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Diabetes triggers risk of Tuberculosis and vice-versa, says NIH Scientist
New Delhi: The National Institutes of Health confirmed that diabetes and tuberculosis can both trigger the occurrence of the other. Citing the presence of a stress-induced process, NIH Scientist and Scientific Director(ICER), Dr Subash Babu on Thursday said that diabetes can increase the risk of TB and vice-versa. Both diseases can pace up each other's occurrence, the scientist clarified.
"Diabetes can also worsen TB symptoms or cause failure to respond to anti-TB treatment. There is an increased risk for TB disease to relapse even after being cured, in the presence of diabetes. With a quarter of the world's population infected by the TB bacteria, only one in ten of these people fall sick with TB. Coexistent diabetes triples the risk of manifesting TB disease in these individuals," said Dr Babu.
In Chennai, a pioneering study conducted by Professor M Viswanathan Diabetic Research Center (MVDRC) has shown that over 50 per cent of people with TB have diabetes or pre-diabetes.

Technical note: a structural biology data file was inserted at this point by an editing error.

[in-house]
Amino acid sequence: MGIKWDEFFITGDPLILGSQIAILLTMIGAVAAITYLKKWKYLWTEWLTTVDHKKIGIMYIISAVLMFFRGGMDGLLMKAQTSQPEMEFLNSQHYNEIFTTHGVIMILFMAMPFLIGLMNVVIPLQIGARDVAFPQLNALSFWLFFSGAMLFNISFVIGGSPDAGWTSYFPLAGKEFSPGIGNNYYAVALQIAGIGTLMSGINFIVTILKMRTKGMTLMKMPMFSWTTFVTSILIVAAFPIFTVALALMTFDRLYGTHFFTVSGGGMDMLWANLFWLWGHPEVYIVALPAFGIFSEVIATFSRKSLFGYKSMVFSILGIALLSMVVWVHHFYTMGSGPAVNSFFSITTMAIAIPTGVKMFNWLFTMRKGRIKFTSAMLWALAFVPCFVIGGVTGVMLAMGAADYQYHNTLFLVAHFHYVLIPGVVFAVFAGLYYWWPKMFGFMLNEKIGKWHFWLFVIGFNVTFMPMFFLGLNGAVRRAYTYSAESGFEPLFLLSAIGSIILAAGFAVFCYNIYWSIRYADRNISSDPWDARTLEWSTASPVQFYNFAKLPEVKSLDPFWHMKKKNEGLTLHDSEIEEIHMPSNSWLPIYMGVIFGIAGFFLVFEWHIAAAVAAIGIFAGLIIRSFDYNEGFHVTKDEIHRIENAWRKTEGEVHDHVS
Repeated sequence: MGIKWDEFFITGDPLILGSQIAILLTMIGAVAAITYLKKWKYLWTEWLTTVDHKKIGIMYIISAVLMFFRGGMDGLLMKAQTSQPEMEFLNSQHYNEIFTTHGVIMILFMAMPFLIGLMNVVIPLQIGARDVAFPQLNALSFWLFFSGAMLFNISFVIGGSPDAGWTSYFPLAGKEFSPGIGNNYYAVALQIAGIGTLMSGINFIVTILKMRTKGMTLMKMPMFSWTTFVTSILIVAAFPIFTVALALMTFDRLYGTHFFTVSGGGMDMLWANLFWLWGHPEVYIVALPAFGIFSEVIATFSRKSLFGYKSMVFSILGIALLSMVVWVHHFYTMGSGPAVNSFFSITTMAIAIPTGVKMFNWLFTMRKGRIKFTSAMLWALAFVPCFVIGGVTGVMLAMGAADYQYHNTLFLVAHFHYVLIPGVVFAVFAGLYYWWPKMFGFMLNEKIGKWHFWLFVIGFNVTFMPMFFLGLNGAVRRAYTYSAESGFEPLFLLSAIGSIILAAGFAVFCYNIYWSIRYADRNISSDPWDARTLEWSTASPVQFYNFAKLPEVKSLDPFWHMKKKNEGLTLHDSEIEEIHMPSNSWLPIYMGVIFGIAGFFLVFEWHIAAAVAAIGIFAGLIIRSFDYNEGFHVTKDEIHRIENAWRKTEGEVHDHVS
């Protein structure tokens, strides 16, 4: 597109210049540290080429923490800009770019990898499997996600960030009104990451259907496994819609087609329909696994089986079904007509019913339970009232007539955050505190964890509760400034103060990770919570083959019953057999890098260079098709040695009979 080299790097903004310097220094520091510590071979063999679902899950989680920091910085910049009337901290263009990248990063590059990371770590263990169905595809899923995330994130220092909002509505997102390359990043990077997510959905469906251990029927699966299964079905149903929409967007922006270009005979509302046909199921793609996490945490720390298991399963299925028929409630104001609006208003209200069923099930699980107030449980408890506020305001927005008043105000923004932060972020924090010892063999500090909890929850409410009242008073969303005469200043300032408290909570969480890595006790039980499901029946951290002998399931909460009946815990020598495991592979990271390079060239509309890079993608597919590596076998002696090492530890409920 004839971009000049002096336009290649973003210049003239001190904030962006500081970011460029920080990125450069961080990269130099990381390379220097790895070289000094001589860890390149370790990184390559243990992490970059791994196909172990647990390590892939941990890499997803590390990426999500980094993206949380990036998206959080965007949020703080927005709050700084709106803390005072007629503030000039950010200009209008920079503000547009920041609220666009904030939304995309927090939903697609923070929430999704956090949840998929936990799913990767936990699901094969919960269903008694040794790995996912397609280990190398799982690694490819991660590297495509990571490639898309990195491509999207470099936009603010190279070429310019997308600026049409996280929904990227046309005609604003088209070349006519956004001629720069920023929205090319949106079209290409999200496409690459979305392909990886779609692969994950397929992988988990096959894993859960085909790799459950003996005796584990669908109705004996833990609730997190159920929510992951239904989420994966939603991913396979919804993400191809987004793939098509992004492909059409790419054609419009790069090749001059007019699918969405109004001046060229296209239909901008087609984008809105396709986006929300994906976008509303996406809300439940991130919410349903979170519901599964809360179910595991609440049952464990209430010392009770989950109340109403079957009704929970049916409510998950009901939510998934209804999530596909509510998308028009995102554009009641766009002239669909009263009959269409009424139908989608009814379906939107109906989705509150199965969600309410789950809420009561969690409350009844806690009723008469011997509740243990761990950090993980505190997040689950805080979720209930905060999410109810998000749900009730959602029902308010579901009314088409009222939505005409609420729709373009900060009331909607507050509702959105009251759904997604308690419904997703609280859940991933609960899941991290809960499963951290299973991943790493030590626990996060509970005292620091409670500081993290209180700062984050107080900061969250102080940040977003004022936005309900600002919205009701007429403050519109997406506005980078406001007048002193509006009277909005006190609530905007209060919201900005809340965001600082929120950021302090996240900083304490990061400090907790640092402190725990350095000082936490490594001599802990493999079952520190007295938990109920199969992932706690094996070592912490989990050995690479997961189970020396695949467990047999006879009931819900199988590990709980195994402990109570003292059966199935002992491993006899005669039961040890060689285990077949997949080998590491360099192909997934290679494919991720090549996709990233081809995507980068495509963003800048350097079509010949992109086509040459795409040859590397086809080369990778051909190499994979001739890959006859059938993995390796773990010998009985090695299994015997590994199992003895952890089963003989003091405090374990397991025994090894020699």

ICER India, MVDRC and ICMR-NIRT have also done studies on whether TB can trigger the onset of diabetes in TB patients. Dr Babu explained, "TB can trigger a process called stress-induced hyperglycemia and hence increase diabetes risk in non-diabetic individuals".
"Several studies including many of our own clinical trials have shown the impact of diabetes on TB. TB may also increase the chances of developing severe complications in patients with diabetes" he added.
According to Dr Babu, TB is curable in diabetic patients but the chances of failing TB treatment are increased as well as the risk of falling sick with TB again.
"TB is curable in diabetic patients. However, our studies show that these people have long-lasting inflammation that predisposes them to develop TB again and therefore they need to be closely followed up for 2 years even after completing treatment."
He also said that the lungs of TB patients recover more slowly due to extensive damage caused by the presence of diabetes. Thus, having TB and diabetes is major double trouble, especially in India which has some of the highest prevalence of both diseases in the world.
While Tuberculosis (TB) is caused by a bacterium called Mycobacterium tuberculosis which attacks the lungs, Diabetes is a chronic disease that occurs either when the pancreas does not produce enough insulin or when the body cannot effectively use the insulin it produces. (ANI)